My memos are short, subjective and not exhaustively researched thoughts about issues I currently face.
It is very trendy to have a mono-repository for your projects because "aLl tHe bIg fOuR Do iT" which is of course an empty argument. For the fundamentals I suggest reading the report about the workflow at Google which lists all advantages and disadvantages of working with a singular large codebase. Of course there have been many articles about the mono- vs poly-repositories debate, none which I could recommend as they are all highly subjective and often lack arguments.
Therefore I am not going to argue for one side or the other, also because they face very similar issues: they both require rather specific tools and immense DevOps effort at scale. However, my current position can be summarized as follows:
It is a very good idea for many use cases to start with a mono-repository (and a mono-/module-lithic architecture) and evolve with the requirements and processes.
Of course you should not be dealing in absolutes and use argumentative reasoning based on the individual issue at hand and cut the boundaries much like we do in DDD.
No matter which path you will choose, you should be painfully aware of the issues that will ultimately arise if you try to force your existing tooling - which was constructed with poly-repositories in mind - onto this new paradigm. There is a reason the GAFA needs to invest heavily into their tooling and almost all of it is highly specific and self-developed. They do not use the typical branching model, peer review process or continuous integration tools which we all know.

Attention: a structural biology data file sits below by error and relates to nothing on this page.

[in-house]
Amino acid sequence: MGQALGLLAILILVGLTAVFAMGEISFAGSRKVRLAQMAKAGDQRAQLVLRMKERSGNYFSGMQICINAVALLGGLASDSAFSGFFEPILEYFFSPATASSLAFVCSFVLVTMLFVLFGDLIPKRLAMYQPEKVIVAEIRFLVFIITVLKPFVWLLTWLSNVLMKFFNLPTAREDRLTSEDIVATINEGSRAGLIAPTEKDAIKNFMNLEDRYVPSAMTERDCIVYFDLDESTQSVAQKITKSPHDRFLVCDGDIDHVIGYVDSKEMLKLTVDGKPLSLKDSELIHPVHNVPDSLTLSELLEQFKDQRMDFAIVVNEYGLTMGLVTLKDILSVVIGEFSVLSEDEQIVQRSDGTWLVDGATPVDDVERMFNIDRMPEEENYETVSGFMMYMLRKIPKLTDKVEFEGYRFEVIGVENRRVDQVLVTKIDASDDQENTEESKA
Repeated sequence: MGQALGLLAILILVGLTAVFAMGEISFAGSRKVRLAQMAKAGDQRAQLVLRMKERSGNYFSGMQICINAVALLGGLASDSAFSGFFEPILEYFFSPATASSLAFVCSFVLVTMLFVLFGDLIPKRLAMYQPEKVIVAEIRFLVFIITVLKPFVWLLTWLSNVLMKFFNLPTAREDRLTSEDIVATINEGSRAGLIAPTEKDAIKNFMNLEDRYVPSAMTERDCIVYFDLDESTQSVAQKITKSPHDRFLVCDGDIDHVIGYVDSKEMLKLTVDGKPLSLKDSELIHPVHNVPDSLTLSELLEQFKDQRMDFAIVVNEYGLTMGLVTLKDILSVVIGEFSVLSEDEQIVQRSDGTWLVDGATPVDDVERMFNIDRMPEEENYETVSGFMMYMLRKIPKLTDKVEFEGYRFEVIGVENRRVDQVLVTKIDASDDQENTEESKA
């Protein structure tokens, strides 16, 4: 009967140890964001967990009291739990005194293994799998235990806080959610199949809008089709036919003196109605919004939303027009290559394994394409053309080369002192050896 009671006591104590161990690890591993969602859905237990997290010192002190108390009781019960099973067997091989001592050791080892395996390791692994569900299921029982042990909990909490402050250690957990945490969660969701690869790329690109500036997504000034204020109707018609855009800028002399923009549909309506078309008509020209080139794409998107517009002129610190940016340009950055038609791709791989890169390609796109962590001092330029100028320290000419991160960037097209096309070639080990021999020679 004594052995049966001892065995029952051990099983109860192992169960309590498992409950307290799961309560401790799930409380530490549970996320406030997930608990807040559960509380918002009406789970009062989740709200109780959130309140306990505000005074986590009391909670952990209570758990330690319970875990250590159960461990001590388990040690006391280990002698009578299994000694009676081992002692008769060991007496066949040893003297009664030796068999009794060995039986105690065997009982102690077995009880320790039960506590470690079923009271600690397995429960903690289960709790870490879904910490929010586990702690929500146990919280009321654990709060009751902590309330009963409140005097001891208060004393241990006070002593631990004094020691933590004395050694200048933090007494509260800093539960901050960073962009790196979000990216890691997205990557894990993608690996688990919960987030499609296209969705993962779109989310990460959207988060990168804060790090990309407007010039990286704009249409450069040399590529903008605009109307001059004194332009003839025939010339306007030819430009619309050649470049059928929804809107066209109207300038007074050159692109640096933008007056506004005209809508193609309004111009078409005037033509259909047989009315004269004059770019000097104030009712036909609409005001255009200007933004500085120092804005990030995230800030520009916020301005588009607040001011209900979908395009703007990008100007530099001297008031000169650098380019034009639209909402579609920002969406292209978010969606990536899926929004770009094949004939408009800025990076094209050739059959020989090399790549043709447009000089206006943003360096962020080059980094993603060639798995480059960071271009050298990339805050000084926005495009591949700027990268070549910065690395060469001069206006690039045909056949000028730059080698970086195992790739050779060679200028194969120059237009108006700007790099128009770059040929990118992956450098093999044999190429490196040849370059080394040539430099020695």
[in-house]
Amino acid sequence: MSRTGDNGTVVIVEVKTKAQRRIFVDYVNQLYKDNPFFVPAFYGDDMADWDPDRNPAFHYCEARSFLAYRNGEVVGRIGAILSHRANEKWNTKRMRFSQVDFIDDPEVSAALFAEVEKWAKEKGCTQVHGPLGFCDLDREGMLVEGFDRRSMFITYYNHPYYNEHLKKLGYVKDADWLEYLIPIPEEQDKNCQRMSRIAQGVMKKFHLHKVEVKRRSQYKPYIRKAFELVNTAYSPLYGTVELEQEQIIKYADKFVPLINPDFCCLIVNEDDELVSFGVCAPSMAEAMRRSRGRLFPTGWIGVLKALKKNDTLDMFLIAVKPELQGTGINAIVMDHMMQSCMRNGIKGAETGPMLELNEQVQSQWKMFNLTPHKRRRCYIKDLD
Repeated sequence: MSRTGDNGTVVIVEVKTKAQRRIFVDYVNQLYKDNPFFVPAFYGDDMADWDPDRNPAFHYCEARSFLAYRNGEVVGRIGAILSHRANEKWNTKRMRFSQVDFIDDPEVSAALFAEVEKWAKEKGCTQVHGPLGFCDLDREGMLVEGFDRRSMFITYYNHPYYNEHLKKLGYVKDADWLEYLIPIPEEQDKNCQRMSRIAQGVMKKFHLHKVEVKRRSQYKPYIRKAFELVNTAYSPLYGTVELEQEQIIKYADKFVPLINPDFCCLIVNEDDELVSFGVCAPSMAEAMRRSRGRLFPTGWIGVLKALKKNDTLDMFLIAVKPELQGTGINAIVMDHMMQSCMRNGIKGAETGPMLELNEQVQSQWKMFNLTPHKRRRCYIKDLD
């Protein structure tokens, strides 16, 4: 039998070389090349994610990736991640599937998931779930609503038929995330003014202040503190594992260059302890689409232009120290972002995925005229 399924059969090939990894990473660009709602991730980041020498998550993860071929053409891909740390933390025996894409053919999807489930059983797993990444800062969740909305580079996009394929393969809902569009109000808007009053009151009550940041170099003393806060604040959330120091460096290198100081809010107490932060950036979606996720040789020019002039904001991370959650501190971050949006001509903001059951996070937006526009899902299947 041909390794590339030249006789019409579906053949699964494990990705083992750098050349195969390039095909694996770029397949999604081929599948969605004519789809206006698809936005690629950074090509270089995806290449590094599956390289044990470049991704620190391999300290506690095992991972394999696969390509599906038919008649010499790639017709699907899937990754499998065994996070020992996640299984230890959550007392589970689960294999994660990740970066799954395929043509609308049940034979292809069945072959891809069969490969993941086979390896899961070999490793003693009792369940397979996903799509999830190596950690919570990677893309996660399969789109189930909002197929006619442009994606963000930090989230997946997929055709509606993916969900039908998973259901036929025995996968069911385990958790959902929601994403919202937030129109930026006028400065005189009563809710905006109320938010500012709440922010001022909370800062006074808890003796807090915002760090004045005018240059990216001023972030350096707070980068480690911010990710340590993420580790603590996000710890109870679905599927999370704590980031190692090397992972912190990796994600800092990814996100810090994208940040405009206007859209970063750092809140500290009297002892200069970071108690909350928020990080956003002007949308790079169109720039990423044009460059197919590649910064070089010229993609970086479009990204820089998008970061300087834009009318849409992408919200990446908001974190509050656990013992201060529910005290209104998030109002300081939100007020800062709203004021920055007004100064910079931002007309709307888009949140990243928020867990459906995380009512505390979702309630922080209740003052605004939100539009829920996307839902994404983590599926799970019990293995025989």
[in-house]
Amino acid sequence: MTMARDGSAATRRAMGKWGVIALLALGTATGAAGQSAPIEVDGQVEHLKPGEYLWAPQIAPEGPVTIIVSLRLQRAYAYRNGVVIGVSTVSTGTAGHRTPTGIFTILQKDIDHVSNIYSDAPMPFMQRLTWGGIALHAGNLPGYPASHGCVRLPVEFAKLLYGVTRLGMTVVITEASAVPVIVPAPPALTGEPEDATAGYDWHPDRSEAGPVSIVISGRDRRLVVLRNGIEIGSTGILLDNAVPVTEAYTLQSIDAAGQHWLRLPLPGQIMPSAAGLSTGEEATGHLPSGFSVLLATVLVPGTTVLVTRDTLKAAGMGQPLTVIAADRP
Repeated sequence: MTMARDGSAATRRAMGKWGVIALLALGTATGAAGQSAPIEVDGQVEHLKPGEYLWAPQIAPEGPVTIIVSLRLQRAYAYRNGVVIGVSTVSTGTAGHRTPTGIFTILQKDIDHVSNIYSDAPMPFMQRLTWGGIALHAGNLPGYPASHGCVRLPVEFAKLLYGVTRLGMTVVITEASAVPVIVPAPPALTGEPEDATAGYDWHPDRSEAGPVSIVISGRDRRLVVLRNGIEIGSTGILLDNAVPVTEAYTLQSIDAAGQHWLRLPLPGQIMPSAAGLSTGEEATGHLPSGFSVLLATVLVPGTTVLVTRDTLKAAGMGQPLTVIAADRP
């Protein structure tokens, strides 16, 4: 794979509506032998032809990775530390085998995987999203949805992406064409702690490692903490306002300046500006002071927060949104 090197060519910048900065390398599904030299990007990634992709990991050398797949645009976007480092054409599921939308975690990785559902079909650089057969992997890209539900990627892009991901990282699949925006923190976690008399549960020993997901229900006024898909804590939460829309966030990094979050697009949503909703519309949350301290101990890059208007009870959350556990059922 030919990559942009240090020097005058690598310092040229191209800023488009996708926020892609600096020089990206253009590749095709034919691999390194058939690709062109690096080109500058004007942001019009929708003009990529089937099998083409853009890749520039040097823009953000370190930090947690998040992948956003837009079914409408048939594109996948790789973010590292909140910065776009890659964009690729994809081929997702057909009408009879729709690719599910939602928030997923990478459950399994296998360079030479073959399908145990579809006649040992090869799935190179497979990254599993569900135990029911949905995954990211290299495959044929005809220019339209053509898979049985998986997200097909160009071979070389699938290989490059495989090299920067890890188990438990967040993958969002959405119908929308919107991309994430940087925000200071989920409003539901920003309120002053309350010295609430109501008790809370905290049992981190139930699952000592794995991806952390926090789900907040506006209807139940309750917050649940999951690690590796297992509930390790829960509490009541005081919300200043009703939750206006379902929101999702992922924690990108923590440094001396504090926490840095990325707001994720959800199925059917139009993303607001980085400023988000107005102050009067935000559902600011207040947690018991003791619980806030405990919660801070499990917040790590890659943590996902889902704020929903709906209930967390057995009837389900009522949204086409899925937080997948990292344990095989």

In the long term you will need to evaluate your position to make a substantial investment which is required to scale.
The most common mistake that will hurt you in the long run and which is easy to mitigate, is to use the Giflow branching model instead of trunk-based development. All projects that switched to a monorepo-structure I have seen so far did this and struggled immensely.
Sooner or later however you will face a more challenging issue: Most of us use Git for version control which is the worst choice for a large monorepo. You will need to fetch every commit and every ref. There are many hacks which try to hammer Git in shape for monorepos but they cannot change the concept of the design and I am not aware of any free VCS that specifically supports large-scale monorepos. Furthermore, it seems The Big Four already evaluated all of the available offerings, open-source and commercial, and decided to build their own solutions.
Are you ready to build your own VCS?
I almost cannot imagine a company that would see the business value in answering "Yes" to this question.
I was made aware of VFS for Git which advertises with great statistics but have not tried it yet.